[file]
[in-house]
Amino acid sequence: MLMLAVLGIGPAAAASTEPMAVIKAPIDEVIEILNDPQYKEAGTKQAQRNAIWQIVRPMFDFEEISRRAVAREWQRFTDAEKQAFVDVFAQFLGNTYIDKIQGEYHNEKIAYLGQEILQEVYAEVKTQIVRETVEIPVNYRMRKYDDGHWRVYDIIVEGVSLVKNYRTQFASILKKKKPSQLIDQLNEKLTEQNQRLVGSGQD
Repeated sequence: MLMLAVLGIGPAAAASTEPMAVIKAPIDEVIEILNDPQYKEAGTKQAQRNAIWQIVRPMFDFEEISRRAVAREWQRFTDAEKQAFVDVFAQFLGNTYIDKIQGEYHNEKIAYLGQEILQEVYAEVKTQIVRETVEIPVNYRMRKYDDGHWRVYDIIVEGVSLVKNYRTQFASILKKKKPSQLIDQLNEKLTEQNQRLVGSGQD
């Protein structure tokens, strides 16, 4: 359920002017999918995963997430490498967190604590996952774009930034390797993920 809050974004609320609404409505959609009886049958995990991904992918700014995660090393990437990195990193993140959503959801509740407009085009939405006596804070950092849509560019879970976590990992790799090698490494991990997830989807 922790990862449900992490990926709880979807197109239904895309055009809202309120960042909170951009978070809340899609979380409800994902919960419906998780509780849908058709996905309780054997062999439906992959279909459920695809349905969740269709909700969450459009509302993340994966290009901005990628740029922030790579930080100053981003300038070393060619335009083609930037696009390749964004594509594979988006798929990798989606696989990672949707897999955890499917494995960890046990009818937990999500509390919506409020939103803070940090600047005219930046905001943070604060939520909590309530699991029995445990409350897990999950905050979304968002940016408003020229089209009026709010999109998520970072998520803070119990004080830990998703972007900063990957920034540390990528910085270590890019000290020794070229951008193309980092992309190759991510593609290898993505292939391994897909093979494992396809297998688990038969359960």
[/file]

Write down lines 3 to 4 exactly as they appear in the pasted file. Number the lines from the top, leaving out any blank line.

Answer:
Repeated sequence: MLMLAVLGIGPAAAASTEPMAVIKAPIDEVIEILNDPQYKEAGTKQAQRNAIWQIVRPMFDFEEISRRAVAREWQRFTDAEKQAFVDVFAQFLGNTYIDKIQGEYHNEKIAYLGQEILQEVYAEVKTQIVRETVEIPVNYRMRKYDDGHWRVYDIIVEGVSLVKNYRTQFASILKKKKPSQLIDQLNEKLTEQNQRLVGSGQD
């Protein structure tokens, strides 16, 4: 359920002017999918995963997430490498967190604590996952774009930034390797993920 809050974004609320609404409505959609009886049958995990991904992918700014995660090393990437990195990193993140959503959801509740407009085009939405006596804070950092849509560019879970976590990992790799090698490494991990997830989807 922790990862449900992490990926709880979807197109239904895309055009809202309120960042909170951009978070809340899609979380409800994902919960419906998780509780849908058709996905309780054997062999439906992959279909459920695809349905969740269709909700969450459009509302993340994966290009901005990628740029922030790579930080100053981003300038070393060619335009083609930037696009390749964004594509594979988006798929990798989606696989990672949707897999955890499917494995960890046990009818937990999500509390919506409020939103803070940090600047005219930046905001943070604060939520909590309530699991029995445990409350897990999950905050979304968002940016408003020229089209009026709010999109998520970072998520803070119990004080830990998703972007900063990957920034540390990528910085270590890019000290020794070229951008193309980092992309190759991510593609290898993505292939391994897909093979494992396809297998688990038969359960």